The preferred halogen radicals represented by R and R.sup.1 are chlorine and bromine.
The monovalent hydrocarbonoxy radicals represented by R and R.sup.1 may be represented by the formula --OR.sup.2 wherein R.sup.2 is a monovalent hydrocarbon radical of the type described hereinafore. Preferred hydrocarbonoxy radicals are the alkoxy and aryloxy radicals.
The divalent hydrocarbon radicals represented by W include the alkylene, alkylidene, cycloalkylene, and cycloalkylidene radicals. The preferred alkylene radicals are those containing from 2 to about 20 carbons. The preferred alkylidene radicals are those containing from 1 to about 20 carbons. The preferred cycloalkylene and cycloalkylidene radicals are those containing from 6 to about 16 ring carbon atoms.
Typically, the dihydric phenols utilized in the preparation of the polycarbonate resins may be represented by the general formula ##STR3## wherein R, R.sup.1, n, n.sup.1, W and b are as defined hereinafore.
Some illustrative non-limiting examples of dihydric phenols falling within the scope of Formula II include:
Other dihydric phenols which are useful are described in U.S. Pat. Nos. 2,998,835, 3,028,365 and 3,334,154, all of which are incorporated herein by reference.
The carbonate precursor may be a carbonyl halide, a carbonate ester, or a bishaloformate. The carbonyl halides may be carbonyl bromide, carbonyl chloride, or mixtures thereof. The carbonate esters may be diphenyl carbonate; di(halophenyl)carbonate such as di(bromophenyl) carbonate, di(chlorophenyl)carbonate; and di(tribromophenyl)carbonate; di(alkylphenyl)carbonates such as di(tolyl)carbonate; di(naphthyl)carbonate; chlorophenyl chloronaphthyl carbonate; and phenyl tolyl carbonate. The bishaloformates that can be used include the bishalformates of dihydric phenols such as the bischloroformates of bisphenol-A and hydroquinone; and the bis-haloformates of glycols such as the bischloroformates of ethylene glycol, neopentyl glycol, and polyethylene glycol. The preferred carbonate precursor is carbonyl chloride, also known as phosgene.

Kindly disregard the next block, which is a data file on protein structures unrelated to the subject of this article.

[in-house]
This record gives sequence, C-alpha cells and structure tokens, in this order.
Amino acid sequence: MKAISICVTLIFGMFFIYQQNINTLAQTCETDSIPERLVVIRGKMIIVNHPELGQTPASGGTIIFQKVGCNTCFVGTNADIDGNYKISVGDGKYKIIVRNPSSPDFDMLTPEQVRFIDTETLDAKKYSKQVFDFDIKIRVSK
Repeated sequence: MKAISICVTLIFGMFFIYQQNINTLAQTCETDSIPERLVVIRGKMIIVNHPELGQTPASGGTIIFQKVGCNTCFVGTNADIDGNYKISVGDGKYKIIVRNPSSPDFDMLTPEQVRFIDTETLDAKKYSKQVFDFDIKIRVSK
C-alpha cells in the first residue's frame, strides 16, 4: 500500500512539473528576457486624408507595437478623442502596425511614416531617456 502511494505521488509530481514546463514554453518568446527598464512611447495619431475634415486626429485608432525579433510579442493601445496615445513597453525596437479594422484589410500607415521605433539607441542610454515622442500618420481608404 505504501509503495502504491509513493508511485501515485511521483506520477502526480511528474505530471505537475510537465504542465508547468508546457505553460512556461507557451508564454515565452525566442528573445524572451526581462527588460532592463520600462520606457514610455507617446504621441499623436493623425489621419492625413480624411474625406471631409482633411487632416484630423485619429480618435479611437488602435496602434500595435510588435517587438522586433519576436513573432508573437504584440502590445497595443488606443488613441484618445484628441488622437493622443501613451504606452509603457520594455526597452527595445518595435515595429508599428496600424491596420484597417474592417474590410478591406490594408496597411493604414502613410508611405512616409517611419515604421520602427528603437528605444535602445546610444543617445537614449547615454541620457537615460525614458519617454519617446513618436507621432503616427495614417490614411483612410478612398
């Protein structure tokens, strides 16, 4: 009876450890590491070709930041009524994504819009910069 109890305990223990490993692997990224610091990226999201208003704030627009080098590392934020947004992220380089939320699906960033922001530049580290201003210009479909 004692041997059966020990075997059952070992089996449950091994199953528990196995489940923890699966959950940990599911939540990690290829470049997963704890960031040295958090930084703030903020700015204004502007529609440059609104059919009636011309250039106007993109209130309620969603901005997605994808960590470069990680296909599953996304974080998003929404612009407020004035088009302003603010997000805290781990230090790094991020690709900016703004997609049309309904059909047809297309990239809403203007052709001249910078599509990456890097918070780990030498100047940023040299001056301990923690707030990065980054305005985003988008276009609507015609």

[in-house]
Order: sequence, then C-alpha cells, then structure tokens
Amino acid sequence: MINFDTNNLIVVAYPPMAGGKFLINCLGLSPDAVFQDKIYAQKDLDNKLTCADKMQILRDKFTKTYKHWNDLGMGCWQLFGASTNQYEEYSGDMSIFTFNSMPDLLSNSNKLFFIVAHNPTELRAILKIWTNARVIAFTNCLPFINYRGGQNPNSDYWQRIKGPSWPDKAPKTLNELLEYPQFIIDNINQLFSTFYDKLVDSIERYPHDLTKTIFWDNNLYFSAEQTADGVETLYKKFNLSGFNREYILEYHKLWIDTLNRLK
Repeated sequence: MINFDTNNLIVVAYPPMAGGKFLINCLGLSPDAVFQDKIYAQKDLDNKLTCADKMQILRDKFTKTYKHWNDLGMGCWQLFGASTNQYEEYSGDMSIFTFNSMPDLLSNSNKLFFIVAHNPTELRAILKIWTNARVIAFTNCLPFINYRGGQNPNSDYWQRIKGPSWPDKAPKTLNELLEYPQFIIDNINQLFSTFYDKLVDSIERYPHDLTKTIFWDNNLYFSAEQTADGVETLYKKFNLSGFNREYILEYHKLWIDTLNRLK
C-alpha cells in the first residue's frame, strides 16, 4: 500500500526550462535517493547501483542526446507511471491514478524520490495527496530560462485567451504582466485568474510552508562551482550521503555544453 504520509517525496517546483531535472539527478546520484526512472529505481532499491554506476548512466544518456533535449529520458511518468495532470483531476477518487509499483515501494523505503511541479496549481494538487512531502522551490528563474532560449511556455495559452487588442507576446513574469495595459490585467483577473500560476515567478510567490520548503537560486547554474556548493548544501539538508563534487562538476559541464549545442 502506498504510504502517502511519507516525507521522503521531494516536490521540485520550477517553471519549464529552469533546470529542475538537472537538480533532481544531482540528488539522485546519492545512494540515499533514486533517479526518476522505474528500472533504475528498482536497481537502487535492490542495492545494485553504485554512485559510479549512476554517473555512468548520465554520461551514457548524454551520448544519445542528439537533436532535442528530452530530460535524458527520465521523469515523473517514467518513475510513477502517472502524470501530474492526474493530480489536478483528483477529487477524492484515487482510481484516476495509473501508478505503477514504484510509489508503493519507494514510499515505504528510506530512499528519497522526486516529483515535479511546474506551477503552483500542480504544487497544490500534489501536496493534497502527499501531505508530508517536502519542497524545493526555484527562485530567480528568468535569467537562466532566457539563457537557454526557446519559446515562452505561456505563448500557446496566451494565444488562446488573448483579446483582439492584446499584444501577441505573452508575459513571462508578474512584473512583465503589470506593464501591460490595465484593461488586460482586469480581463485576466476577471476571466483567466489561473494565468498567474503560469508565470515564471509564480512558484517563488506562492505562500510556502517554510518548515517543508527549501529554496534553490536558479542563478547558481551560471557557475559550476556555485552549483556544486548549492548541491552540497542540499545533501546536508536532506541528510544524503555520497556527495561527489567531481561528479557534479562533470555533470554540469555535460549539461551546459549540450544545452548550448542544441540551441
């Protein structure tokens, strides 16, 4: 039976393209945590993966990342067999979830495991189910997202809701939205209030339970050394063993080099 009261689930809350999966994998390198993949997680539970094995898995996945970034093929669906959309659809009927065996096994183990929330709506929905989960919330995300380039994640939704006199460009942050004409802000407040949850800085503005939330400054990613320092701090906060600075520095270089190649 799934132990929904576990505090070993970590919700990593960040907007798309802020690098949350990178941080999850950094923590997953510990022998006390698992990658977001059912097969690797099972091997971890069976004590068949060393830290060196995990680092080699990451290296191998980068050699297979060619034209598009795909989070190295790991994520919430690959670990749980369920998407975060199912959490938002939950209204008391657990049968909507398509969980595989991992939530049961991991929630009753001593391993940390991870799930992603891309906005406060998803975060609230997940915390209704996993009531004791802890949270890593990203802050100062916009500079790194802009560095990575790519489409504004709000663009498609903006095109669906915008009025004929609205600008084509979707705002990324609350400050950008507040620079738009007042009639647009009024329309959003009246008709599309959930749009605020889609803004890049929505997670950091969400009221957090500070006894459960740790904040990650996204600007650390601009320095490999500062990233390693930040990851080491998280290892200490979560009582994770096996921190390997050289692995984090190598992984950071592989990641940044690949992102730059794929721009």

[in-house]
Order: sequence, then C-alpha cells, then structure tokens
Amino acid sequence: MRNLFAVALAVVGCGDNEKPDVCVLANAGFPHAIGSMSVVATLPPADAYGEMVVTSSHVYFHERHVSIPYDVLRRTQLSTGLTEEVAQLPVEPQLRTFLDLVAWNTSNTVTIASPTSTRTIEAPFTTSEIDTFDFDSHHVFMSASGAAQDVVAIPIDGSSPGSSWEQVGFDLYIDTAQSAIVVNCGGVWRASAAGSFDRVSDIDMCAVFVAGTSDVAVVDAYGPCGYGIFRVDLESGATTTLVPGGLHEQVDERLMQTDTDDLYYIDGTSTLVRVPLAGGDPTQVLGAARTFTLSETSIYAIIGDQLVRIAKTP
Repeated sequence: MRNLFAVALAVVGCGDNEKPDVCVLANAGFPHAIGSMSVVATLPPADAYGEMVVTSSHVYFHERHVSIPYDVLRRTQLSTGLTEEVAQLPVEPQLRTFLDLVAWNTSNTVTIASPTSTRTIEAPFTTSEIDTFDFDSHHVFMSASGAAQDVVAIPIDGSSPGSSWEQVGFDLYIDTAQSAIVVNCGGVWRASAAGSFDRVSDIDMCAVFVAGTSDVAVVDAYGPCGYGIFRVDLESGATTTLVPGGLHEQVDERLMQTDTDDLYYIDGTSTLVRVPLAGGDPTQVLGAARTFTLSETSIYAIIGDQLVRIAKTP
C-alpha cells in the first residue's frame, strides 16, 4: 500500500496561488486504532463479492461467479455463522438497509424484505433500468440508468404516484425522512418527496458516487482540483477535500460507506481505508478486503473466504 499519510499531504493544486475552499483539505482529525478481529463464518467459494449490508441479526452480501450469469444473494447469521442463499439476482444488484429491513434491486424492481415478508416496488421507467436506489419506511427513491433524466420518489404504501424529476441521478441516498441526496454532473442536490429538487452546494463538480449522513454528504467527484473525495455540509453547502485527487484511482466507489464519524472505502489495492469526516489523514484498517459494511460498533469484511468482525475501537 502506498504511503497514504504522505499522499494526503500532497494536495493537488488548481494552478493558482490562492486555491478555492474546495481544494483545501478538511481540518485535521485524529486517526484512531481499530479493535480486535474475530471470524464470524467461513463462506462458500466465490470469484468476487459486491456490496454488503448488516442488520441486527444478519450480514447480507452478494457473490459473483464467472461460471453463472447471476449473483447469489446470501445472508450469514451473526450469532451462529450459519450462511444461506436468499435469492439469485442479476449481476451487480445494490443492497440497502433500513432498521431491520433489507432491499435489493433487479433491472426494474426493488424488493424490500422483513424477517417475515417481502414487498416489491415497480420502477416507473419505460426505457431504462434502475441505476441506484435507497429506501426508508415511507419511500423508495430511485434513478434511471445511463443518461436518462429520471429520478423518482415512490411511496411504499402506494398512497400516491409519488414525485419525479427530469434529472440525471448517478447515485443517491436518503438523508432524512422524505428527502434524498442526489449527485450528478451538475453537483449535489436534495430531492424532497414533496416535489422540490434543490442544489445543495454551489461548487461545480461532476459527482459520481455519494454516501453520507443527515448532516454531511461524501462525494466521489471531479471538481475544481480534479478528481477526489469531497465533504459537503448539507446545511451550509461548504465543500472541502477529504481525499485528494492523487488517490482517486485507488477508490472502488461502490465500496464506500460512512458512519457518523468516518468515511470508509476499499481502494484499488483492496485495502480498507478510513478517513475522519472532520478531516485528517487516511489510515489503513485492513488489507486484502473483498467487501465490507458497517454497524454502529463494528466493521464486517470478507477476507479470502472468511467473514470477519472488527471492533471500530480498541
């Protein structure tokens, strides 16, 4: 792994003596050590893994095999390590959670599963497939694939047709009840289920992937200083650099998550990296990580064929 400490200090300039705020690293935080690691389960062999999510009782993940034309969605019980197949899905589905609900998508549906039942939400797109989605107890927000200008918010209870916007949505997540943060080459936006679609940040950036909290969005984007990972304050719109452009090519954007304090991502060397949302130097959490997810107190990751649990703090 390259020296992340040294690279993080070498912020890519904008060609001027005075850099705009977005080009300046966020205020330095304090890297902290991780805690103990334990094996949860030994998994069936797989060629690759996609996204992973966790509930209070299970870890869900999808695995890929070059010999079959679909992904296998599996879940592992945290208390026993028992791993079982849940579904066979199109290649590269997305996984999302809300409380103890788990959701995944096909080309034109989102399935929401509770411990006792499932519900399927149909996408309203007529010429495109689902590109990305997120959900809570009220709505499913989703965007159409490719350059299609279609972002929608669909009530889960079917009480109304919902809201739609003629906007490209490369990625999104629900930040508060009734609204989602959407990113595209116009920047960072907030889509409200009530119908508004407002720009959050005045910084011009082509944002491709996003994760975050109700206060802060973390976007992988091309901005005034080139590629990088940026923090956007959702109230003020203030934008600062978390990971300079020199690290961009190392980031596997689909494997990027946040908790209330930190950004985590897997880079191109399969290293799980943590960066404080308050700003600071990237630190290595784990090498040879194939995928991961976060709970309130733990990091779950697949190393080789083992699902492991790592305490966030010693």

Among the processes used for the preparation of the polycarbonates are the pyridine process, the interfacial polymerization process, transesterification, and melt polymerization. A convenient process for the preparation of the polycarbonate resins is the interfacial polymerization process. This process utilizes two different solvent media which are immiscible. One solvent medium is an aqueous basic medium. The other solvent medium is an organic medium such as methylene chloride which is immiscible with said aqueous medium. Also employed in the interfacial polymerization process are molecular weight regulators which control the chain length or molecular weight of the polymer by a chain terminating mechanism, and catalysts. The molecular weight regulators are well known in the art and include, but are not limited to, phenol itself, p-tertiarybutyl phenol, and chroman-I. The catalysts are also well known in the art and include, but are not limited to, tertiary amines such as triethylamine, quaternary ammonium compounds such as tetraethylammonium bromide, and quaternary phosphonium compounds such as n-butyltriphenyl phosphonium.
Also included with the scope of the term polycarbonates are the randomly branched thermoplastic polycarbonates wherein a branching agent, which is generally a polyfunctional aromatic compound, is reacted with the dihydric phenol and the carbonate precursor. These polyfunctional aromatic compounds are used in minor amounts, i.e., amounts effective to provide branching, and contain at least three functional groups which may be carboxyl, carboxylic anhydride, haloformyl, and mixtures thereof. Some illustrative non-limiting examples of these aromatic polyfunctional compounds which may be employed as branching agents include trimellitic anhydride, trimellitic acid, trimellityl trichloride, 4-chloroformyl phthalic anhydride, pyromellitic acid, pyromellitic dianhydride, mellitic acid, mellitic anhydride, trimesic acid, and benzophenonetetracarboxylic acid.
The copolyester-carbonate resins are well known in the art and are described along with methods for their preparation in U.S. Pat. Nos. 3,169,121, 4,238,596, 4,156,069 and 4,238,697, all of which are incorporated herein by reference.
Briefly stated the high molecular weight thermoplastic aromatic copolyester-carbonates comprise recurring carbonate groups, carboxylate groups, and aromatic carbocyclic groups in the polymer chain in which at least some of the carbonate groups and at least some of the carboxylate groups are bonded directly to the ring carbon atoms of the aromatic carbocyclic groups. These copolyester-carbonate resins contain ester bonds and carbonate bonds in the polymer chain, wherein the amount of the ester bonds is in the range of from about 25 to about 90 mole percent, preferably from about 35 to about 80 mole percent. For example, 5 moles of bisphenol-A reacting completely with 4 moles of isophthaloyl dichloride and one mole of phosgene would give a copolyester-carbonate of 80 mole percent ester bonds.